I spent so much time talking (and talking and talking) about Italy, that I did not get a chance to tell you about this wonderful exhibition of costumes from Downton Abbey. The last Downton episode may have aired a few months ago, but the magic continues. In Chicago this spring, it has been especially easy to indulge our English country house fantasies with a wonderful exhibit, “Dressing Downton: Changing Fashion for Changing Times,” featuring more than 35 costumes from the award-winning series.
Last week one of my best fashion- and Downton-loving friends and I were finally able to visit this exhibit. (And not a minute too soon because it was about to close.) We’re so glad we went! Seeing the clothes that played such a huge part in the series was wonderful, but the setting at the Driehaus Museum and the production quality of the exhibit itself were both spot on.
First let me say that the setting for the exhibition, Chicago’s Driehaus Museum, provided a perfect backdrop. The museum was the “Gilded Age” home of banker Samuel Mayo Nickerson. It has been restored by philanthropist Richard H. Driehaus and today showcases both original furnishings and pieces from the Driehaus Collection of Fine and Decorative Arts. Although it’s nothing like the grandeur of Highclere Castle where Downton Abbey was filmed, the time period was perfect. So was the staging. Each costume vignette was paired with an oversized still photo of a scene in which the costume was worn. We relived moments from the show as we viewed the costumes!
This image of Robert Crowley, Earl of Grantham, and Cora Crowley, Duchess of Grantham, is from the first season, I think. They are dressed for the Downton Village Flower Show. I loved Cora’s dress here, the detail in the black faggoting was wonderful! (Okay, I do have a soft spot for black and white dressing.) And look at how beautifully the silk drapes on the mannequin and in the photo.
Another vignette features Robert in his military uniform, invented for the story but based on actual uniforms worn at the time. Cora’s dress features a piece of vintage fabric beaded with glass diamonds, pearls and seed beads. Clothes from that time were made to last and were well cared for, so re-making new clothes from old, using dress panels, lace and even ribbons was common. I know my grandmother was adept at doing that, largely out of necessity in the Depression, but I haven’t thought of it myself. Perhaps I should? But first I’ll need to get something with hand beading.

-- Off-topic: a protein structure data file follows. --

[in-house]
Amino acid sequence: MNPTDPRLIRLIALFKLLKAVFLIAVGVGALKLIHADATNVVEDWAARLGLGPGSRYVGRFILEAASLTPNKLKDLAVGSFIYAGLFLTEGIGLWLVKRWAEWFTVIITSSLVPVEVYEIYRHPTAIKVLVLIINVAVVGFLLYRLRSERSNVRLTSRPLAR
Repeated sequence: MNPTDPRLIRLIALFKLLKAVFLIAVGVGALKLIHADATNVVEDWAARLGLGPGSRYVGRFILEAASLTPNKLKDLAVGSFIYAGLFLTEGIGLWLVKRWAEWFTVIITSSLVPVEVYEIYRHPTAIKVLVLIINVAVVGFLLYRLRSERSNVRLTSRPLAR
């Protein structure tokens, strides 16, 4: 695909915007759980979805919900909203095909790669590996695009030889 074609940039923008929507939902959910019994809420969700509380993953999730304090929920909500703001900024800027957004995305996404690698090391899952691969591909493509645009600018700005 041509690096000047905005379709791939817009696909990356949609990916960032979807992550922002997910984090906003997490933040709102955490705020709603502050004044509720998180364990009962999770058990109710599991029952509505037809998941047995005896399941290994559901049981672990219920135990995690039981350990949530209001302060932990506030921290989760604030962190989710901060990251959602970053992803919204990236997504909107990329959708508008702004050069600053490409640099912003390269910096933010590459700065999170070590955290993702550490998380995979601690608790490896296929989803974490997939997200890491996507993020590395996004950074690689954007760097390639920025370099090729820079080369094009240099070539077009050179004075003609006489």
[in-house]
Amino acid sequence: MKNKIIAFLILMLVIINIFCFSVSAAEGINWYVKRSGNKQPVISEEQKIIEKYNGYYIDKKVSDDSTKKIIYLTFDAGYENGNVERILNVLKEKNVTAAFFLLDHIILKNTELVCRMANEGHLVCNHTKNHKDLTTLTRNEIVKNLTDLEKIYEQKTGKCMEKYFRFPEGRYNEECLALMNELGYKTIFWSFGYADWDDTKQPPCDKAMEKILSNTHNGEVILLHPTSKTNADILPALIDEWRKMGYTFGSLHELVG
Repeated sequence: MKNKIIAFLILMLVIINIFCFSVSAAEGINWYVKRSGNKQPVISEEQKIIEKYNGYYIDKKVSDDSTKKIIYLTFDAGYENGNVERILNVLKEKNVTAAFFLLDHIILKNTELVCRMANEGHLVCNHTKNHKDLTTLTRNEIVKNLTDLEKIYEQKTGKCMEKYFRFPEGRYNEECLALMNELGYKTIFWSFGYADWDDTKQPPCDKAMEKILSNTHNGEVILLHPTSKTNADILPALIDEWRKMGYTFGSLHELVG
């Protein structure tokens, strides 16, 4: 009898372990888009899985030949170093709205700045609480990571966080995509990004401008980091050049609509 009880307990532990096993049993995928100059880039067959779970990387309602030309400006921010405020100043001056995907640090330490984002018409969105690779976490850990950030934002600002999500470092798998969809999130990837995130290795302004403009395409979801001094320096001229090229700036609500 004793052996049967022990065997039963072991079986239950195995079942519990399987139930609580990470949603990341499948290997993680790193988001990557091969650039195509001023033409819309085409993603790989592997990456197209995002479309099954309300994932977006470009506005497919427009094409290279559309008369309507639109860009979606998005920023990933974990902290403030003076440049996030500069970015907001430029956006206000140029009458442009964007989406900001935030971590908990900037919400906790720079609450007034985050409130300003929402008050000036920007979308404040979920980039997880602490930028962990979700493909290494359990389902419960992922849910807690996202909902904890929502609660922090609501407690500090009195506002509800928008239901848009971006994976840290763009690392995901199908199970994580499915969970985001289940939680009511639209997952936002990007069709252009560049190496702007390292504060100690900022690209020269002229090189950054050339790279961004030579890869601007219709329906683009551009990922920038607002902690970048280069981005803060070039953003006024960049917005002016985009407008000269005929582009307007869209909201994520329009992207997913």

The servants’ side of the Downton storyline was well-represented by these outfits worn by Barrow and Mrs. Hughes: formal, proper, severe. Pick an adjective. This is the way they dressed all the time!
I admired the way Lady Edith Crawley embraced the changes and opportunities WWI and the post-war years brought to women’s lives. Here she is wearing trousers, but so elegantly with boots, gloves, velvet-trimmed coat, etc. You may recall she also learned to drive and even drove a tractor on the estate to help with farming chores while the men were off at war.
The skirt and blouse, center, worn by Lady Mary, is an interesting example of how the show’s costumers put the outfits together. Many pieces of clothing are original to the period, and therefore fragile. In this case, the chiffon print used on the blouse front was “rescued” from an unwearable garment and sewn onto the front of another blouse.
Cora’s velvet dress, worn when she escorted Lady Rose for her presentation at Court, has original lace and beadwork from the 1920’s. Interestingly, I read that the three white ostrich feathers were a requirement for both the debutantes and their escorts at Court! I have no idea why, but it’s worth investigating.
This may have been my favorite! Lady Rose’s dress is reminiscent of the “flapper” style and is also original to the period. It’s silk velvet with glass beads and sequins and also much shorter than what everyone has been wearing. She’s portrayed here with the American jazz singer and musician Jack Ross. Together they caused quite a stir, which pretty much describes Rose most of the time!
You can see why we loved this exhibit. It gave us a wonderful opportunity to step back into the world of Downton Abbey. As I have gone back over the photos, I have been thinking about how much we count on fashion to set the stage, good or bad. So, now I’m wondering, what are people going to say about our clothes in 100 years?
See you next time!